NATO endorses Reagan plan for US-Soviet nuclear arms reduction
President Reagan's call for US-Soviet strategic arms control talks next month , with the aim of reducing stockpiles of nuclear warheads by a third, has been greeted warmly at the NATO foreign ministers' meeting here.
At the end of their two-day spring meeting, the foreign ministers called the Reagan proposal ''a far-reaching but realistic offer that would . . . strengthen peace and international security.''
NATO Secretary-General Joseph Luns said that the NATO allies were ''extremely happy'' with the American initiative.
At the same time, Mr. Haig was especially critical of Soviet President Leonid Brezhnev's offer of a nuclear freeze -- an idea that has been proposed by the Soviets in one form or another for some time.
The US goal, Haig said, has always been a ''significant reduction to equal levels.'' A freeze is simply ''not sound arms control,'' he said, because it would result in equal levels as a starting point for negotiations.
The US has claimed that such an approach would only serve to prolong present Soviet superiority in the nuclear field.
Haig did warmly welcome Brezhnev's encouraging words on negotiations aimed at an eventual reduction in nuclear arms. ''That, we welcome,'' he said. ''It coincides with our position.''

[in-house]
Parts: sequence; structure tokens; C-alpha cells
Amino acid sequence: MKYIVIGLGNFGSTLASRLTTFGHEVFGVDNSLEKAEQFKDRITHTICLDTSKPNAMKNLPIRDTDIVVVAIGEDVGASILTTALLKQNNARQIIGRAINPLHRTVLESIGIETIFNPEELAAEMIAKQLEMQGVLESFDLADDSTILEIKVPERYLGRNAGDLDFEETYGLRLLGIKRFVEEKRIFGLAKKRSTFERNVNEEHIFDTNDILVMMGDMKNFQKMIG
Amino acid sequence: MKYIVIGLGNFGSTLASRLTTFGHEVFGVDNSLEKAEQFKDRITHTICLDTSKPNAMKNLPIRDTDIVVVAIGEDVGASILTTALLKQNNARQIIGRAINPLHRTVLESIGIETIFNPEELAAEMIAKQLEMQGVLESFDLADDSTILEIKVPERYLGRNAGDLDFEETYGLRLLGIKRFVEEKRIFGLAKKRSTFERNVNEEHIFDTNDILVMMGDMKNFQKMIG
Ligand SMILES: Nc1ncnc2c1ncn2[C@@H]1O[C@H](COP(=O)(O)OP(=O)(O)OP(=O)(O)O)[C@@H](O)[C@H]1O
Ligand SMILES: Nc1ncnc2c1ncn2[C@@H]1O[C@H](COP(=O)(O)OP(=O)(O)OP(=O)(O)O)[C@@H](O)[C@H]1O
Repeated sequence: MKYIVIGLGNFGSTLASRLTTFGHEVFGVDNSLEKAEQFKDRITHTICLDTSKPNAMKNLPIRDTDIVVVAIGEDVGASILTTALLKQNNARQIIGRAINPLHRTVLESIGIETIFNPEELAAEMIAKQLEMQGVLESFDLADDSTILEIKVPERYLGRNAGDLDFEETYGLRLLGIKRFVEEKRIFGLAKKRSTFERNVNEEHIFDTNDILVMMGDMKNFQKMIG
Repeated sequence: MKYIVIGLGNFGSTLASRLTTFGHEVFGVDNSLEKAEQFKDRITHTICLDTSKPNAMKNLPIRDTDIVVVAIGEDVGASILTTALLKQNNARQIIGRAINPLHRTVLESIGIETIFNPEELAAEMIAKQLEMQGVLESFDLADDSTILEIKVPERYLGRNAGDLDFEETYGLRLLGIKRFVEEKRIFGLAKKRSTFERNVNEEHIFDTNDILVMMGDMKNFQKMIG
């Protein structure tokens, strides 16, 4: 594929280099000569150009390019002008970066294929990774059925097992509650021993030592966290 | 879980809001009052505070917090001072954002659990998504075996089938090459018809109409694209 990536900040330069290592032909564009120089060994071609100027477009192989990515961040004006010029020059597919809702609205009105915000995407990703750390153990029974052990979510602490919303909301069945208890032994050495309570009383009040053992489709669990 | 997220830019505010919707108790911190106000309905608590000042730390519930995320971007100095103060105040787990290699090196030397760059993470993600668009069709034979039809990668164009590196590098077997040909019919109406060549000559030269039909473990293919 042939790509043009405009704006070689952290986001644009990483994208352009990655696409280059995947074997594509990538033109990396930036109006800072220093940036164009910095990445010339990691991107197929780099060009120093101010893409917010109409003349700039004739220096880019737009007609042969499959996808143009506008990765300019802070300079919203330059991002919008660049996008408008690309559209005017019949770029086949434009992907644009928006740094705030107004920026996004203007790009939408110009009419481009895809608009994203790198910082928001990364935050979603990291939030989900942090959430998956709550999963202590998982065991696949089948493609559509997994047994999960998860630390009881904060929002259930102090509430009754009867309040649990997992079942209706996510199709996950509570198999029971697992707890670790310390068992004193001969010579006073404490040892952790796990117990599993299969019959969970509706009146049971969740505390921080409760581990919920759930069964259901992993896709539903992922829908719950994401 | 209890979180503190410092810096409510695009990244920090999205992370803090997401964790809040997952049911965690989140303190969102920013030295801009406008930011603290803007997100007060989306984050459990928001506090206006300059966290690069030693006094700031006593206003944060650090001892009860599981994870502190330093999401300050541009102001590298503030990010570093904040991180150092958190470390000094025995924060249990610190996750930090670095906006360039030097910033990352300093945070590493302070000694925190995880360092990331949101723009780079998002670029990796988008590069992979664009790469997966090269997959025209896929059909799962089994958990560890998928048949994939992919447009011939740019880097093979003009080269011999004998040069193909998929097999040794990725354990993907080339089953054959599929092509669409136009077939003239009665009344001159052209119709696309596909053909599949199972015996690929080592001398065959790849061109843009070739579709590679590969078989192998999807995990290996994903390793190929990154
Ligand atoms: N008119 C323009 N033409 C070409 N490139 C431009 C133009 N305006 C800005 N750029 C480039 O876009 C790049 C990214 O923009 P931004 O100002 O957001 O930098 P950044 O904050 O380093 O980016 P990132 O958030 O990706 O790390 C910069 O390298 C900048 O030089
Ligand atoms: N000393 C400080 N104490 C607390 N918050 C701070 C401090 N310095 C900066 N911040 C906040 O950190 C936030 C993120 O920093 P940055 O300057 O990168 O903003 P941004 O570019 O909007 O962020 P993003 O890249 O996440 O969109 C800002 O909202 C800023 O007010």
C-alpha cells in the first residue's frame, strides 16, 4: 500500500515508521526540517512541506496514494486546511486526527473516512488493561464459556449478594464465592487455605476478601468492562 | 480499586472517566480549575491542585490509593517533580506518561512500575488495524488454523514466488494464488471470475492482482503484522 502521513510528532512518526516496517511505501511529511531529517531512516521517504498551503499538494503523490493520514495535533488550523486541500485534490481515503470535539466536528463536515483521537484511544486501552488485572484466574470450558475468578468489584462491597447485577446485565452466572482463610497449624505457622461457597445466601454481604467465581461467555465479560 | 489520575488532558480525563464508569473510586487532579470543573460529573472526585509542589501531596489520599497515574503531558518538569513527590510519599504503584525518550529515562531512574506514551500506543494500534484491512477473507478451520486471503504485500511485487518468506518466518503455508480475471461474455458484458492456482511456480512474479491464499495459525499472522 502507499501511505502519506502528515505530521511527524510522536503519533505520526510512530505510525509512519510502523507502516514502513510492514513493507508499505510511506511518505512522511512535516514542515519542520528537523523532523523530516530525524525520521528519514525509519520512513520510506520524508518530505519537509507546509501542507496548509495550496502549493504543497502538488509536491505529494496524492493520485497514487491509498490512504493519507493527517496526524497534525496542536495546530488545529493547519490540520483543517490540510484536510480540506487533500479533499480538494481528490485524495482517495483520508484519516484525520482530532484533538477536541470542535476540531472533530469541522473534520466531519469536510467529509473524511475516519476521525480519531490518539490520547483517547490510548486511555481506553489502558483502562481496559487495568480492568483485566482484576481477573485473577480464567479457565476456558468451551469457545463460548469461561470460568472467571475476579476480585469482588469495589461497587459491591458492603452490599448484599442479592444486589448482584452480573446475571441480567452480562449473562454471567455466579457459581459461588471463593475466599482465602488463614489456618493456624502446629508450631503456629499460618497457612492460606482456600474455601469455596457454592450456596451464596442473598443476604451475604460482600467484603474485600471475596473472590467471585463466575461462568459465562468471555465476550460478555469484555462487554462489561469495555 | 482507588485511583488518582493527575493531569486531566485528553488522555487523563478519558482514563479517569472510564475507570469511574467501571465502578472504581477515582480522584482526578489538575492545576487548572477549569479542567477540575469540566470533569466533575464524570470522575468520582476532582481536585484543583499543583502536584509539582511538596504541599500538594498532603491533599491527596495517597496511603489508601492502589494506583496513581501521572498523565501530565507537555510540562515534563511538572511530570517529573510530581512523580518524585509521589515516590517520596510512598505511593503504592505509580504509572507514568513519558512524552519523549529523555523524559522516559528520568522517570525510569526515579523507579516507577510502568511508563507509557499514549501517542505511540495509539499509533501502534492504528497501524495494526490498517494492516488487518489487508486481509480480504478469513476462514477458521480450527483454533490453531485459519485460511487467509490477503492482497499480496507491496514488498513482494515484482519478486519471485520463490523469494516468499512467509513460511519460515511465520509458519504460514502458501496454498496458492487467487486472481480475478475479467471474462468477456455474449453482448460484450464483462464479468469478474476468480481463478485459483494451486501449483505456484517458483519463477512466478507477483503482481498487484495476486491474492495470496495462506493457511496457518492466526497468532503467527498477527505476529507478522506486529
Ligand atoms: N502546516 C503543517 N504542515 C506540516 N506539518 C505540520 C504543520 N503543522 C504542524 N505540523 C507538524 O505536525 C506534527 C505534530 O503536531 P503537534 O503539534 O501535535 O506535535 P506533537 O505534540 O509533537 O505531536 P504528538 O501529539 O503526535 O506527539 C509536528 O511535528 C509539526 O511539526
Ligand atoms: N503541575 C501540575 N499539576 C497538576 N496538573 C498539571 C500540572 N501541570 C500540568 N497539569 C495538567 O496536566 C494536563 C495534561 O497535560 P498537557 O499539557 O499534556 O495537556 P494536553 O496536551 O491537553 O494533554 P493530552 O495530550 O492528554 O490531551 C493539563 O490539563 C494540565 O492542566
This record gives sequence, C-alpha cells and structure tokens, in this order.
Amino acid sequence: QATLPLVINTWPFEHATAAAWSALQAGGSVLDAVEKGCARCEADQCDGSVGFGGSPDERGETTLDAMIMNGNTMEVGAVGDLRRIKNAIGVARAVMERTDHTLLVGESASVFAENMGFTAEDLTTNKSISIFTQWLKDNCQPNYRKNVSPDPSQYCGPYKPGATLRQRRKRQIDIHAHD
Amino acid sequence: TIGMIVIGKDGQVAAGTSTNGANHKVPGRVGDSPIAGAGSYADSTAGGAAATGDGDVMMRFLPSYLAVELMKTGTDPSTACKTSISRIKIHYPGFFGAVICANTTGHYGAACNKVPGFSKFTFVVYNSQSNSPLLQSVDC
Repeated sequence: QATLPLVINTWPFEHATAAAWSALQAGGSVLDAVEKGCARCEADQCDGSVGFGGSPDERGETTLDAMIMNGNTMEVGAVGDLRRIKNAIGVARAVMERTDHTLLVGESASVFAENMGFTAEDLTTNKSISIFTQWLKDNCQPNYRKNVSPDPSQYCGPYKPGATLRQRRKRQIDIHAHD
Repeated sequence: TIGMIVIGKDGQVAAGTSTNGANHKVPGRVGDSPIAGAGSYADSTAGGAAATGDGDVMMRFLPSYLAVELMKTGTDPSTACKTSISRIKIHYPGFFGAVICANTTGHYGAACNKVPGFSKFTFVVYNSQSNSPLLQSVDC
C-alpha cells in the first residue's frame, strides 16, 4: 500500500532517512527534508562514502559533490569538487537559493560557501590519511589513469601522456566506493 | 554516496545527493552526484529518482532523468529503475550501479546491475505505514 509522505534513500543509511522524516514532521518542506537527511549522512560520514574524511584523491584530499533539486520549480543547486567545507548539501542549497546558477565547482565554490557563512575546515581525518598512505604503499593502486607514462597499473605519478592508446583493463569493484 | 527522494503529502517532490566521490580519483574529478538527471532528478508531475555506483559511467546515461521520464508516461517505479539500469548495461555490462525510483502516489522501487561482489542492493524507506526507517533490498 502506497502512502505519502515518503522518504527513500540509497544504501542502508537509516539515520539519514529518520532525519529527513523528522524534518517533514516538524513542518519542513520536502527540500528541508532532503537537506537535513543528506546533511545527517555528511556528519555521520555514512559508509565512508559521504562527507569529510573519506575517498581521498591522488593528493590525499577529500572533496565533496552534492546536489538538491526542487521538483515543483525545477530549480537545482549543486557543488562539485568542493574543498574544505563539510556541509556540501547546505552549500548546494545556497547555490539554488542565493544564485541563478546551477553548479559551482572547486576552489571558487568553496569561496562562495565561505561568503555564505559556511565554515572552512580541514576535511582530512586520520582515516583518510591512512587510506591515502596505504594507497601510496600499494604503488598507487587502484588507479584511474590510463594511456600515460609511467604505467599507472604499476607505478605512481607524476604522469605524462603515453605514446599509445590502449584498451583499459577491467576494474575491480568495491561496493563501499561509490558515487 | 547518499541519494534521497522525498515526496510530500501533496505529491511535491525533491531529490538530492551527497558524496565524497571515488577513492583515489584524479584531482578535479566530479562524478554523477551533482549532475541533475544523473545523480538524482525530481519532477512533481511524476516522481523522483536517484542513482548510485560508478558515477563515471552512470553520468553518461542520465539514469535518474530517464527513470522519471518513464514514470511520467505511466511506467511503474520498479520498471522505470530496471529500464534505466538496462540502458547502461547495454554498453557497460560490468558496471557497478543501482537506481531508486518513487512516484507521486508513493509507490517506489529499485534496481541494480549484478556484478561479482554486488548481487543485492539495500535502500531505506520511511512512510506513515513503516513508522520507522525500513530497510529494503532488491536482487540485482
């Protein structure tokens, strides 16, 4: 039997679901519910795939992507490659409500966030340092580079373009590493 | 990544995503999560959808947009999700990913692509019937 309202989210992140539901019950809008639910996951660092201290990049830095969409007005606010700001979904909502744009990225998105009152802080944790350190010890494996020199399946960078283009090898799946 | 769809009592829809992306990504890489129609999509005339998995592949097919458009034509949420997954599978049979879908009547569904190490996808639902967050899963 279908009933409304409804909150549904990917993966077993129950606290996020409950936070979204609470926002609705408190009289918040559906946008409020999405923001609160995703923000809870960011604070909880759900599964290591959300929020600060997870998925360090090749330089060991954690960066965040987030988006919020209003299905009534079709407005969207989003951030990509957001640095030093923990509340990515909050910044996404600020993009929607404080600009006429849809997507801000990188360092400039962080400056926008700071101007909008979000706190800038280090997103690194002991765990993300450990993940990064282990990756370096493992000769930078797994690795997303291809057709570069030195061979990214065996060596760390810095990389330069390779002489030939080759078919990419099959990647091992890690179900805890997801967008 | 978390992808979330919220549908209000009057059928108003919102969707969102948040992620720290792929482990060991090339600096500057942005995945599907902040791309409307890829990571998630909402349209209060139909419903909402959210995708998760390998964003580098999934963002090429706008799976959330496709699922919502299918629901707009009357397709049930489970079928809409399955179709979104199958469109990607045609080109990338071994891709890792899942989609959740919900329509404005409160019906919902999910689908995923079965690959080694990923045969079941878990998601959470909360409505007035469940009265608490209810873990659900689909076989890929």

Brezhnev's reference to the need to respect the security needs of both superpowers was also -- not unexpectedly -- given the US secretary of state's initial stamp of approval.
''Clearly,'' Haig said, ''that's not incompatible with a balanced approach to arms control.''
Haig's qualified approval of the Brezhnev response to President Reagan's proposal is being seen by European officials as perhaps a significant opening step on the path to serious negotiations on the question, which Reagan suggested could begin by the end of June.
Most governments in Western Europe have come under increasing pressure from a swelling antinuclear peace movement to press the two superpowers to halt the arms race and begin sincere talks aimed at reducing arms levels -- particularly nuclear weapons.
But there was no mention whatsoever at the spring meeting of NATO foreign ministers this week of a reversal of the decades-old NATO policy of deterrence.
''Deterrence has kept the peace in Europe for over 30 years,'' the NATO communique released after the meeting said, ''and this policy is still valid today.''
Soviet policies, in fact, confirm the need for the allies to make ''all necessary efforts to maintain a strong and credible defense,'' the communique said.
Preserving the peace, the NATO communique said, ''requires a wide range of conventional and nuclear forces designed to persuade any potential aggressor that an attack would be repulsed and would expose him to risks out of all proportion to any advantage he might hope to gain.''